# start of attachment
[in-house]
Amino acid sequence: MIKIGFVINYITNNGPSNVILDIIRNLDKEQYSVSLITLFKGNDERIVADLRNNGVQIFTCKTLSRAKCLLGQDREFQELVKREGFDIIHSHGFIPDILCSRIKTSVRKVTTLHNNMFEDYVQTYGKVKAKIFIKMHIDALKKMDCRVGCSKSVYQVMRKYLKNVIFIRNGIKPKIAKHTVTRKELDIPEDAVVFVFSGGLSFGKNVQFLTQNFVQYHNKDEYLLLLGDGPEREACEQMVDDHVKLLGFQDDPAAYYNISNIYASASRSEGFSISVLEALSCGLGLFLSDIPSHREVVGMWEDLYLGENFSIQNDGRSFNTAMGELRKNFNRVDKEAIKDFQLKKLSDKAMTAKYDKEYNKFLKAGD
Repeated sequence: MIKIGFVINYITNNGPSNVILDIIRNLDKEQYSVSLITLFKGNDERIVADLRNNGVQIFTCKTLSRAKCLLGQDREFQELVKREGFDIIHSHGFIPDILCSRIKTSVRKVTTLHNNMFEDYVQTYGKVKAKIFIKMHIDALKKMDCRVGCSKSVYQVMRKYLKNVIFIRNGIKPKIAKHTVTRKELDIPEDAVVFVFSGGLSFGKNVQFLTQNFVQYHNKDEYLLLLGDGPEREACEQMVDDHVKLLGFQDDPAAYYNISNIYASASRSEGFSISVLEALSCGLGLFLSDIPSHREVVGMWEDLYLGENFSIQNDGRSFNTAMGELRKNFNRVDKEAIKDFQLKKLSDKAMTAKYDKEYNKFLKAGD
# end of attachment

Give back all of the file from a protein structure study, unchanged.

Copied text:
[in-house]
Amino acid sequence: MIKIGFVINYITNNGPSNVILDIIRNLDKEQYSVSLITLFKGNDERIVADLRNNGVQIFTCKTLSRAKCLLGQDREFQELVKREGFDIIHSHGFIPDILCSRIKTSVRKVTTLHNNMFEDYVQTYGKVKAKIFIKMHIDALKKMDCRVGCSKSVYQVMRKYLKNVIFIRNGIKPKIAKHTVTRKELDIPEDAVVFVFSGGLSFGKNVQFLTQNFVQYHNKDEYLLLLGDGPEREACEQMVDDHVKLLGFQDDPAAYYNISNIYASASRSEGFSISVLEALSCGLGLFLSDIPSHREVVGMWEDLYLGENFSIQNDGRSFNTAMGELRKNFNRVDKEAIKDFQLKKLSDKAMTAKYDKEYNKFLKAGD
Repeated sequence: MIKIGFVINYITNNGPSNVILDIIRNLDKEQYSVSLITLFKGNDERIVADLRNNGVQIFTCKTLSRAKCLLGQDREFQELVKREGFDIIHSHGFIPDILCSRIKTSVRKVTTLHNNMFEDYVQTYGKVKAKIFIKMHIDALKKMDCRVGCSKSVYQVMRKYLKNVIFIRNGIKPKIAKHTVTRKELDIPEDAVVFVFSGGLSFGKNVQFLTQNFVQYHNKDEYLLLLGDGPEREACEQMVDDHVKLLGFQDDPAAYYNISNIYASASRSEGFSISVLEALSCGLGLFLSDIPSHREVVGMWEDLYLGENFSIQNDGRSFNTAMGELRKNFNRVDKEAIKDFQLKKLSDKAMTAKYDKEYNKFLKAGD